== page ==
Earlier this month, FINRA issued a regulatory notice advising that it has proposed various changes to the rules relating to gifts, gratuities and non-cash compensation. If adopted, the proposal would amend FINRA Rule 3220 (the “Gifts Rule”) and would create two new rules, Rule 3221 (“Non-Cash Compensation”) and Rule 3222 (“Business Entertainment”).
The current Gifts Rule prohibits any FINRA member or associated person from giving anything of value in excess of $100.00 per year to any person, if such payment is connected with the business of the recipient’s employer. Under the proposed revised Gifts Rule, the $100.00 limit would be increased to $175.00 per recipient per year. The proposed increase is designed to account for the rate of inflation since the adoption of the original Gifts Rule. The current requirements that all associated persons’ gifts must be consolidated with those of the member firm and that records be maintained with respect to all such gifts, will be continued in the new rule.
Furthermore, the guidance that the NASD provided in its Notice to Members 06-69 would be incorporated into the new Gifts Rule through Supplementary Materials. Those materials would provide, among other things that business entertainment expenses remain expressly subject to the $175.00 per year limit, unless the gift is of de minimis value. The materials define de minimis value as a gift valued below $50.00. Under the proposed rule, gifts must be valued at the higher of the cost or the market value. The Supplementary Materials also will provide guidance as to how to determine the value of gifts that are given to multiple recipients.
Neither personal gifts nor bereavement gifts would be subject to the $175.00 per year limit, provided that they are customary and reasonable and satisfy certain other specified conditions. In the case of personal gifts, the firm must consider the nature of the preexisting personal or family relationship in deciding whether to exclude the gift from the limit.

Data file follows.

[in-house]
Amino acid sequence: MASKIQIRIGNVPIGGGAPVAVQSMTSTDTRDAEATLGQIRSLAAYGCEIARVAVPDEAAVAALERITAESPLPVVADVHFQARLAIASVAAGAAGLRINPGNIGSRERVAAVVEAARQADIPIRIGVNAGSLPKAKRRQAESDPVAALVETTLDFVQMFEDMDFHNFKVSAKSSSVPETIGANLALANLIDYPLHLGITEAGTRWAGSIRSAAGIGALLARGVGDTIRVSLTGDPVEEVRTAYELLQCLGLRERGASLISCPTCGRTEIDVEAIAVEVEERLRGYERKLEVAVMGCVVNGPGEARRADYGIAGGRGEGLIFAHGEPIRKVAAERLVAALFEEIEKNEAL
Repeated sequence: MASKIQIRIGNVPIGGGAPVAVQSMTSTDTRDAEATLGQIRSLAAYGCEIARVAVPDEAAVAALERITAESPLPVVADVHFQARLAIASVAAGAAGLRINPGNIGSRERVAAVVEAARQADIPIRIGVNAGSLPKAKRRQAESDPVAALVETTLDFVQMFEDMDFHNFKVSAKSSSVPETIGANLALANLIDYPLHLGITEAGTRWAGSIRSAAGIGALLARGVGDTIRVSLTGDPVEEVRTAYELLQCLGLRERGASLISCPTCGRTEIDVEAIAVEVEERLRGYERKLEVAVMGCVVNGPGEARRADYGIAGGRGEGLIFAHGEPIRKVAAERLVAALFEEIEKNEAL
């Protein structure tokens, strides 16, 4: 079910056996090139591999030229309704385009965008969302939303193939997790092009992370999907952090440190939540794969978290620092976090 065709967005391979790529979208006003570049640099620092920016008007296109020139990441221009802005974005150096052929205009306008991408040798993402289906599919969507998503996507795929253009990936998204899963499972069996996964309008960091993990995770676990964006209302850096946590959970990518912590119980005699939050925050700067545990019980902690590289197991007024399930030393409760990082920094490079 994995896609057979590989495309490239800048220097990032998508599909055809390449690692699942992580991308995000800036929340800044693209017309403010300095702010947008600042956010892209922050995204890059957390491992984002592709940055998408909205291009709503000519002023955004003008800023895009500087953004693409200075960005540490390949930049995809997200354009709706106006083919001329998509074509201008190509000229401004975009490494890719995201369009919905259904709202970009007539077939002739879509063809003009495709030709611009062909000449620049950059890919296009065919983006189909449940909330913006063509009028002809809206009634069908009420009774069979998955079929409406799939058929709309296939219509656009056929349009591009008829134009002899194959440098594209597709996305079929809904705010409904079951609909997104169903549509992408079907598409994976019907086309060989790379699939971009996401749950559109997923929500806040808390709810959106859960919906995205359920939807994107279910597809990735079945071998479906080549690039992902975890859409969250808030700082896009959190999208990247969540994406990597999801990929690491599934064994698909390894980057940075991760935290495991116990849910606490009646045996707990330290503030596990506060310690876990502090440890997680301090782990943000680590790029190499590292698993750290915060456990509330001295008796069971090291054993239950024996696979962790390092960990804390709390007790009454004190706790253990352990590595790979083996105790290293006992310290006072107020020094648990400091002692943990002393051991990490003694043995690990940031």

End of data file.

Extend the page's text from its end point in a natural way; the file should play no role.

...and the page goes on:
Proposed FINRA Rule 3222 would incorporate previous guidance by FINRA regarding business entertainment expenses and would require member firms to adopt policies and procedures relating to entertainment expenses that are tailored to meet the member’s needs. The overriding principle is that a firm should not permit business entertainment that could “reasonably be perceived as” or in fact is intended as an improper quid pro quo. The rule, if adopted, would require each firm in the course of developing its own policies to define what types of permissible and impermissible business expenses will be allowed based upon specific factors specified in the rule. Among other conditions, the rule would require that the member or the offeror (which can be a sponsor or issuer of a product), host the event and that the entertainment must not be preconditioned on the achievement of a sales target. The rule would also require that each firm provide appropriate training and education to all those subject to the rule or who will be supervising others subject to the rule.
FINRA has requested comments be submitted to the proposed rule changes by September 29, 2016.
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